The Cyber Crimes Unit (CCU) is composed of State Police enlisted detectives and civilian personnel. The unit has two squads that conduct and assist with cyber-related investigations and focus on providing technical investigative assistance, e.g. computer forensics. Listed below are the responsibilities of the Cyber Crimes Unit.
Contact the Cyber Crimes Unit: (609) 584-5051 ext. 5664
The mission of the Cyber Crimes Unit is to conduct and assist in investigations where computers, networks, telecommunication devices, and other technological instruments are the vehicle or target for the commission of criminal acts against network resources critical to the function of corporate or government entities. These vehicle or target intrusions lead the unit to specialize in the investigations of:
Training is provided for State Police enlisted and civilian personnel, and other law enforcement agencies throughout the state regarding network intrusion-related crimes and their impact on government and business. Additionally, training is provided to civic, business, and educational organizations regarding computers and safety on the Internet.
Corporate outreach services are provided to educate and inform corporate entities, as well as institutions of higher education within the State, of the dangers and vulnerabilities of wired and wireless networks. A state cyber-crimes response group has been established and maintained for incident response statewide, in the event of significant network intrusion. A positive and fruitful working relationship with the New Jersey Office of Information Technology allows the unit to address cyber vulnerabilities and respond.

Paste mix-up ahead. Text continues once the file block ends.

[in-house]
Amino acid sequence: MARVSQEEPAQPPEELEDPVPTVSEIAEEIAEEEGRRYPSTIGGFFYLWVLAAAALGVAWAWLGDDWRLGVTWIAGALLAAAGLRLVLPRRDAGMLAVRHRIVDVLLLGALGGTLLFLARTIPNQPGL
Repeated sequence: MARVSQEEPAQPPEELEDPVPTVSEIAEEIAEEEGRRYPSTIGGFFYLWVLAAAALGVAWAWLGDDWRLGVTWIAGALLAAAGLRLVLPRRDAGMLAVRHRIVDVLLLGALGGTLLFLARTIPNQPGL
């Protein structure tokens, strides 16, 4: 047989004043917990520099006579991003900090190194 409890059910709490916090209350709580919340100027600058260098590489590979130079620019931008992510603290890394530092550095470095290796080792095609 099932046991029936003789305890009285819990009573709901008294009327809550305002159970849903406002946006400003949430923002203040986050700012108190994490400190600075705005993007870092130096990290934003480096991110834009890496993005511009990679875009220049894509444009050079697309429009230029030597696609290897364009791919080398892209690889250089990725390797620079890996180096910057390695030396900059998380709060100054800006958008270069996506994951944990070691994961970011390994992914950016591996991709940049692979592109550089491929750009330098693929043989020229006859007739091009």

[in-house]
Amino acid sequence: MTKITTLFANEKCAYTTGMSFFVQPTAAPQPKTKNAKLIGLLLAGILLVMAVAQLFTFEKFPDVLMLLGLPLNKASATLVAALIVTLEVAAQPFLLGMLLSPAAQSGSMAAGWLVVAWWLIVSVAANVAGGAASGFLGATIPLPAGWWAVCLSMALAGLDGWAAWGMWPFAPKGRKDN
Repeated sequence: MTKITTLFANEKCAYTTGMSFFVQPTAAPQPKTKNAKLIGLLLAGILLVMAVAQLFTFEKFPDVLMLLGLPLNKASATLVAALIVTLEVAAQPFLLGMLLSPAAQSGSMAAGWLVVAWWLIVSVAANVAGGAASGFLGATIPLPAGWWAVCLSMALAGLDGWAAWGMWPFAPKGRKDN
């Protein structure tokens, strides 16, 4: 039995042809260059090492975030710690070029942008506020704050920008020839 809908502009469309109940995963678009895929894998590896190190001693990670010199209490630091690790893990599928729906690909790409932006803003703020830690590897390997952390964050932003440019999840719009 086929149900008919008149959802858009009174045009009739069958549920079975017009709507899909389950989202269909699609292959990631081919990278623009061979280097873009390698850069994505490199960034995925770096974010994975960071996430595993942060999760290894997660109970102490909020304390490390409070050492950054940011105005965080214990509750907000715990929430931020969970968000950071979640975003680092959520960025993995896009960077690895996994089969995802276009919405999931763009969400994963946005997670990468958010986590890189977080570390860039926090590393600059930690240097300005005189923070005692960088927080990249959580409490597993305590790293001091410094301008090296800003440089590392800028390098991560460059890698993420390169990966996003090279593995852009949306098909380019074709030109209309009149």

With the growing popularity and use of computers, the unit has seen a significant increase in conducting and assisting with investigations where computers are being utilized for the commission of fraud and identify theft. Furthermore, the unit collaborates with and assists federal, state, and local law enforcement in enforcing federal, state, and local criminal laws relating to computer-related crime through the forensic collection, recovery, processing, preservation, analysis, storage, maintenance, and presentation of digital evidence.
Training and education are provided for federal, state, and local law enforcement personnel and prosecutors regarding the forensic examination of digital evidence as it relates to the investigation and prosecution of computer-related or technology-facilitated crime.
Identity theft is a serious problem affecting millions of people each year. It involves acquiring key pieces of someone's identifying information, such as name, address, date of birth, social security number and mother's maiden name, to impersonate them. This information enables the identity thief to commit numerous forms of fraud which include, but are not limited to, taking over the victim's financial accounts, opening new bank accounts, purchasing automobiles, applying for loans, credit cards and social security benefits, renting apartments, and establishing services with utility and phone companies.
The Identity Theft Prevention Act, effective January 1, 2006, requires businesses that operate, or have clients in New Jersey, disclose a breach of security to customers. However, the act requires these businesses to report the breach to the Division of State Police for investigation or handling, prior to disclosure to the customer. The Data Breach Notification Procedures link provides the proper procedure for reporting a loss of personal identification.